Seven times an NCAA champion at UCSD, Women’s Soccer Coach Brian McManus enters his 20th season at the Triton helm this fall. McManus, who turned 60 last month, and his 2006 club will be searching for a sixth CCAA title in seven years when they kick off the season in late August. In the wake of the recent World Cup, the veteran mentor took time to talk about his career, the soccer world and staying young.
Q-Does it seem like 20 years since you took over as head coach at UC San Diego?
McMANUS—No it doesn’t. Only when I look in the mirror and see gray hair and wrinkles. Although it is a bit strange when you meet former athletes at games and they have three kids with them.
It’s been a tremendous run. Every year’s been a good experience, watching the whole program evolve. There’s a consistency in that our players have the same type of character now as they did 20 years ago. That attitude and mental toughness allows them to take on classroom challenges and be competitive on the soccer field as well.
What was your greatest fear in taking over as head coach?
McMANUS—Being too chauvinistic and making women cry and believe me I did. The coaching did not worry me, as I knew that the women players were just as eager to learn as the men.
Very happy about the decision. If I wasn’t, I would have moved on a long time ago. I still look forward to every season. I wish this season was starting tomorrow.
After five seasons, what differences have you noticed between Division II and III?
McMANUS—The number of scholarships in Division II has increased the level of play and women’s soccer in general has improved leaps and bounds. Also, there are simply no easy games at Division II. When we were Division III, you could always count on a handful of matches each year that would essentially be walkovers. That doesn’t happen at Division II, particularly in the CCAA.
What are the keys to having a successful season in 2006?
McMANUS—Scoring more than the opponents. Being prepared and getting the right players in the right positions and to believe in what we are doing.
Our two big question marks are filling in at sweeper and shoring up the central midfield position where Heather Szafraniec played last year. That’s the backbone of your team.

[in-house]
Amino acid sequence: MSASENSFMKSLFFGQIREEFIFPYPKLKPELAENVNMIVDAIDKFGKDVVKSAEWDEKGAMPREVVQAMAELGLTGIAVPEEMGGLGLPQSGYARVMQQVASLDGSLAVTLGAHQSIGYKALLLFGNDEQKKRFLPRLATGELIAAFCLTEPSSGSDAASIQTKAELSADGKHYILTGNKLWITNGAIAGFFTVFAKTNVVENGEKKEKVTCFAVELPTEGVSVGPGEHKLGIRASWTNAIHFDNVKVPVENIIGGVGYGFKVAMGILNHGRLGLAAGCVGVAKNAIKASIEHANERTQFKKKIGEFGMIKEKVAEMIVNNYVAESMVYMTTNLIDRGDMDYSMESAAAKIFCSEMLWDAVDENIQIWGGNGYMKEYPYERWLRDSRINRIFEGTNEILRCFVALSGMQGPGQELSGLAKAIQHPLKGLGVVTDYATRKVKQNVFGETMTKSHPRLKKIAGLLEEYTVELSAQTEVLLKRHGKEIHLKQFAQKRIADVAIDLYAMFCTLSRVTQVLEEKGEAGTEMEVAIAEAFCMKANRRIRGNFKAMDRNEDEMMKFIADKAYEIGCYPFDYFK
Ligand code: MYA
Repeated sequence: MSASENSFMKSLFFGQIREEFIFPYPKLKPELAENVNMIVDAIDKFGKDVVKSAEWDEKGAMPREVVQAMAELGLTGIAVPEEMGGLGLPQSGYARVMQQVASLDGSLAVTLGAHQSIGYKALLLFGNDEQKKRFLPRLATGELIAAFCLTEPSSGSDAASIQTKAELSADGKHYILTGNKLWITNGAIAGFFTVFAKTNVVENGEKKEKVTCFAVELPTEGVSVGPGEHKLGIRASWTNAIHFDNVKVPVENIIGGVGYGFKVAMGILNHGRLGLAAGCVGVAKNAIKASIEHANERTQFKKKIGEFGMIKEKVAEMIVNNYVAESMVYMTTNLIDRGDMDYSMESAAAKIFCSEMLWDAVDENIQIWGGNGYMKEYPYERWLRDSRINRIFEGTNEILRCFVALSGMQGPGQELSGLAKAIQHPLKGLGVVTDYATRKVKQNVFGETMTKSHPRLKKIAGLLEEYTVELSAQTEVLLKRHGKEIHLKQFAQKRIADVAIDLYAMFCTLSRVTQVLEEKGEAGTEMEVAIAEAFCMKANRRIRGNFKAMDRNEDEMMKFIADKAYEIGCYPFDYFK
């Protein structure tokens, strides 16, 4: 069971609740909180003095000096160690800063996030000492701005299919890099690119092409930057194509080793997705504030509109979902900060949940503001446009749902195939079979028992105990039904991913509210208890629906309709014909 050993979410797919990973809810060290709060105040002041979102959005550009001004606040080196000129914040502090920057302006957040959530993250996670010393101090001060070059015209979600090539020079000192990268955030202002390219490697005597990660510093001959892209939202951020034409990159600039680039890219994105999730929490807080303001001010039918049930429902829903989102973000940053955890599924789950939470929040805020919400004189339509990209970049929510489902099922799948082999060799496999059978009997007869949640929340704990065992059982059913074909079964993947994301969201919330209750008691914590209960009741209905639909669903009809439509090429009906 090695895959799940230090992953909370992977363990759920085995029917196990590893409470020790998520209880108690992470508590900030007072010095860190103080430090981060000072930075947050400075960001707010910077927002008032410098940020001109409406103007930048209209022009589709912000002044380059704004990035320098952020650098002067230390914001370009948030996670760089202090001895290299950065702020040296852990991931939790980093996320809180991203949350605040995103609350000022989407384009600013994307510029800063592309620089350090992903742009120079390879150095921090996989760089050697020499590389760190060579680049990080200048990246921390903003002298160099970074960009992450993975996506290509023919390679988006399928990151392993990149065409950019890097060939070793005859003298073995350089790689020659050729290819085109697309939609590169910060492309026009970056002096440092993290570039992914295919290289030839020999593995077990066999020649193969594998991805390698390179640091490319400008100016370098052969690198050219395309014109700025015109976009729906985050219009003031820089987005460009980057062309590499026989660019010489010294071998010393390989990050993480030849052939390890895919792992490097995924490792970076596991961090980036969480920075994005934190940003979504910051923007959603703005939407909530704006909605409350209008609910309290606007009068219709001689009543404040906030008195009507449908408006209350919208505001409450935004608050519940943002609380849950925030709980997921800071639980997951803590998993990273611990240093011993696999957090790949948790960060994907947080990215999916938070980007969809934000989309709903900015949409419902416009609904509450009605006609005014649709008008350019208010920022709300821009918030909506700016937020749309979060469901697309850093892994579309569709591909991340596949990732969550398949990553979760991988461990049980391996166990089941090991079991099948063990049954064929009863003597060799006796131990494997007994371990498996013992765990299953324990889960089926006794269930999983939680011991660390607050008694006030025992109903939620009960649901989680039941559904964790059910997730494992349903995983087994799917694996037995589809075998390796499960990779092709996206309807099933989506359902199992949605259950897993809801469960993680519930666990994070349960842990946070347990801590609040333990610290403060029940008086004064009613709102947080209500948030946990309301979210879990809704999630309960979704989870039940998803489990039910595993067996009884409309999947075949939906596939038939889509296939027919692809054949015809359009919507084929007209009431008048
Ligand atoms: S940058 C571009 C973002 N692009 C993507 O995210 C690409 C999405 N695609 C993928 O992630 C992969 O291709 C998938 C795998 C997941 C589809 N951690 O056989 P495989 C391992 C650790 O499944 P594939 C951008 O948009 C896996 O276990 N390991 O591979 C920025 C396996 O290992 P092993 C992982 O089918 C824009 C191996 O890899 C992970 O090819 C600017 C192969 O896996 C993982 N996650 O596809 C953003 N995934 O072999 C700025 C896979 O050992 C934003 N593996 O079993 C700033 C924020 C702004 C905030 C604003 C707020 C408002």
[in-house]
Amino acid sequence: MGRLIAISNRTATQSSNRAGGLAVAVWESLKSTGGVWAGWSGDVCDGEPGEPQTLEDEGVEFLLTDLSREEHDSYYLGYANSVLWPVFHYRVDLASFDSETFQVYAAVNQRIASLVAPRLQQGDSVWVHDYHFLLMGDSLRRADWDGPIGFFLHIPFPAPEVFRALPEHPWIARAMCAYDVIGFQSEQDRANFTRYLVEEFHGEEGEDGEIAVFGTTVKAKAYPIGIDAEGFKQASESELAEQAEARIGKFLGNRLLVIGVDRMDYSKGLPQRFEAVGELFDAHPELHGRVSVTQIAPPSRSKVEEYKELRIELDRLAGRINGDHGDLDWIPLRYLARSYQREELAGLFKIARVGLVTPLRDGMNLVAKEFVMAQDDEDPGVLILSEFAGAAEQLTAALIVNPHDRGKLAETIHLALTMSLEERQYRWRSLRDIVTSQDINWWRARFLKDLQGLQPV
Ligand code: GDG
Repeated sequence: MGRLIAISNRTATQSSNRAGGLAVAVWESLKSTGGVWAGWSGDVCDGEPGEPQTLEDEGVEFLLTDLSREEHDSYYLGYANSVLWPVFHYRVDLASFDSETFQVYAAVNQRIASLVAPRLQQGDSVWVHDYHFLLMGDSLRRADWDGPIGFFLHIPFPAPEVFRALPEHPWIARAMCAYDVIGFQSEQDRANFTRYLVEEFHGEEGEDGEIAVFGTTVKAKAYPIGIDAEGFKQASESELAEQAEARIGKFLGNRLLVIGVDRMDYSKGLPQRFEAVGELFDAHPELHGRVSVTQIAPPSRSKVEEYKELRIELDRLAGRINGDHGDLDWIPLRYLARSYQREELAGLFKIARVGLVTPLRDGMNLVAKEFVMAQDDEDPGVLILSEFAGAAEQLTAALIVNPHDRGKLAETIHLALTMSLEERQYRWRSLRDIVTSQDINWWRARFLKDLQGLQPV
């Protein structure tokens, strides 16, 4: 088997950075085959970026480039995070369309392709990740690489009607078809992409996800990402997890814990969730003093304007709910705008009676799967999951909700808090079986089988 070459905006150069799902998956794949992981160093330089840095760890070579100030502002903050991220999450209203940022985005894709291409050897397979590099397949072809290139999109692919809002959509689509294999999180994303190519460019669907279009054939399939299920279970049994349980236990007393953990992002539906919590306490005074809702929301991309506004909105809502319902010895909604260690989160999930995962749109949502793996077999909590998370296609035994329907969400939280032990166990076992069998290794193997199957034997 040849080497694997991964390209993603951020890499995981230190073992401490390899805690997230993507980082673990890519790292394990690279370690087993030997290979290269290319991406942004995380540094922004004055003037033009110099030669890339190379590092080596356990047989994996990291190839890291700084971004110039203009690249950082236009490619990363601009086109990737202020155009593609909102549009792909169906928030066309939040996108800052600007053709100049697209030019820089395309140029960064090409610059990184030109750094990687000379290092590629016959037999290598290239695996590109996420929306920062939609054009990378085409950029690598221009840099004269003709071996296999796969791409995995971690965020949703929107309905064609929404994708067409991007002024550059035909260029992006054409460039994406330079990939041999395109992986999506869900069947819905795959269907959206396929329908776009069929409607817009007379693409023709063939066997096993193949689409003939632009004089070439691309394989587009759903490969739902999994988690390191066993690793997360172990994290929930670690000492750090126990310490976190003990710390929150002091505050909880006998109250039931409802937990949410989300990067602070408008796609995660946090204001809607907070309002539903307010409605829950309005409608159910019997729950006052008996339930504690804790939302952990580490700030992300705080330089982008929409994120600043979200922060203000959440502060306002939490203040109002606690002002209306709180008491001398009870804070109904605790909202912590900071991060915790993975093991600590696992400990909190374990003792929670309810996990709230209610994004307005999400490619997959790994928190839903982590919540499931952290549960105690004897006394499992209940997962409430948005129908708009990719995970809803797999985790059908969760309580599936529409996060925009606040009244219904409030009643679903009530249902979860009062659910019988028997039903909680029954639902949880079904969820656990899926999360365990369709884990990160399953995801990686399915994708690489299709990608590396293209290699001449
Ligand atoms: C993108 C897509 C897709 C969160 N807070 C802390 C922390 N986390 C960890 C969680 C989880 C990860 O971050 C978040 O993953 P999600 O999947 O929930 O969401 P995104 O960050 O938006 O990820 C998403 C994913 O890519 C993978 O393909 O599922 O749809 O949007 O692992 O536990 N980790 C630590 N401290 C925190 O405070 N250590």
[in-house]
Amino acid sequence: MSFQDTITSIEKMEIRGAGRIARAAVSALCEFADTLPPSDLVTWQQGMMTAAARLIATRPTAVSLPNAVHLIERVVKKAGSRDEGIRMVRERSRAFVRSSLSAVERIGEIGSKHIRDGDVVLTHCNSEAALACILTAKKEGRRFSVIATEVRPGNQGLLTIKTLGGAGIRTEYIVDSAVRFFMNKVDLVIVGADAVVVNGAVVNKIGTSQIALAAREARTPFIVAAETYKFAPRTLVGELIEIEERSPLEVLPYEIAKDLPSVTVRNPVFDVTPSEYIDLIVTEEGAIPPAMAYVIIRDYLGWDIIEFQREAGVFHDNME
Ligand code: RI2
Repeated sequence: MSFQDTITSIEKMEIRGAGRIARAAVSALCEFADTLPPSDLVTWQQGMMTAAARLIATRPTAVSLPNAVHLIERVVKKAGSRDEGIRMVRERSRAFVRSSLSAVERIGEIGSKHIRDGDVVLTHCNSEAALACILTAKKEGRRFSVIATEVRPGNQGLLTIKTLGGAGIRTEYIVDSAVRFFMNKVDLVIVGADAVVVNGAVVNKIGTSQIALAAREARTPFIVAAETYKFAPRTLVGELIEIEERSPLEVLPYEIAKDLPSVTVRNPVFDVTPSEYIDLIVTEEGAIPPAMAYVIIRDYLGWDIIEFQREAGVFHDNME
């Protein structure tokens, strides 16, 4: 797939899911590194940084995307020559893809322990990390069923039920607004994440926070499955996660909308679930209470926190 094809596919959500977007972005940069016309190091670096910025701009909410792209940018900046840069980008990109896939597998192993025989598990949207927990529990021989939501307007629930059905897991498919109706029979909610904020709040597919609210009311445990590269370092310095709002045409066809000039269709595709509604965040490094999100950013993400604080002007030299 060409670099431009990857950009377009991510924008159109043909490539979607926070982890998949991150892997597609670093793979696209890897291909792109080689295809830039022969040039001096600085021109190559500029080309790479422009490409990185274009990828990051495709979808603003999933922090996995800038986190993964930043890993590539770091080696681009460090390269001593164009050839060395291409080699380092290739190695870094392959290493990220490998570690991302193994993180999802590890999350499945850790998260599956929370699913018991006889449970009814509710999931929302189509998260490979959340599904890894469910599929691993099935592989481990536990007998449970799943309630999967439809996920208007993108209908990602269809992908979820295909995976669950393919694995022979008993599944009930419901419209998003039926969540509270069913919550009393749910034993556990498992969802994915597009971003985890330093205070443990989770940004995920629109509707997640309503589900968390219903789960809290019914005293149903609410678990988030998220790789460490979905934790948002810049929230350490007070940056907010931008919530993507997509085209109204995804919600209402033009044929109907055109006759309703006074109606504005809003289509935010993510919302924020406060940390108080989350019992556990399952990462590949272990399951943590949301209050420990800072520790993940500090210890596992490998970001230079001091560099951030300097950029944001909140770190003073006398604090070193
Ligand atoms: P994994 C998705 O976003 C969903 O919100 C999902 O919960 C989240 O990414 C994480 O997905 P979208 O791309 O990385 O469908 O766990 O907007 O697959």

We did well offensively last year but need more goal production. Identifying a forward who can put the ball in the back of the net is a priority.
How are you different now than you were in the 1980’s?
McMANUS—I am older, although I’m not sure I’m any wiser. Basically, still crazy. I think I am much more mellow with the teams now. I tend not to shout as much and try to let the players play more and think for themselves and use their own soccer instincts.
How would you review the 2006 World Cup?
McMANUS—I thought it was great. I thought there were some excellent games. It was great to see some teams like Trinidad and Tobago, Australia, Ghana all coming and doing well. It shows that the world of soccer is getting much bigger.
Ghana was my favorite team to watch. They were never going to win it but they played with no inhibitions and enjoyed themselves. You like to see the game played open like that. It was also nice to see Germany come out and play soccer like they did. They’ve always been stereotyped as a robotic, totally defensive-minded side. This year they came out to play, were entertaining and very unlucky to have been knocked out in the semi-finals.
The most disappointing team was probably Spain—again. They always have talent but never seem to produce. It was also disappointing that soccer people actually believed England could do well. They were not good enough to start with. Their players simply play too much and that seemed to show. They were worn out.
What is your assessment of the U.S. team’s performance at the World Cup?
McMANUS—Not much to say. I think Americans, like the English, expected too much. With half of the players in Europe and half America, you can’t prepare properly. The European teams can fit in four day camps throughout the year without a problem. That can’t happen here with the players so spread out. Also, the U.S. has good quality players but not world class players like the top countries have.
What facet of the game is most critical to winning at the collegiate level?
McMANUS—With the number of games we play, and the strength of competition injuries are probably the major key. Team chemistry is not about all the players loving each other, but respecting each other. When they turn up to practice and play it has to be done as a cohesive unit.
What’s the secret to staying young?
McMANUS—Coaching young women. With their youth and enthusiasm for the game, how could you not stay young? It’s just natural. Listening and being around them keeps your mind active.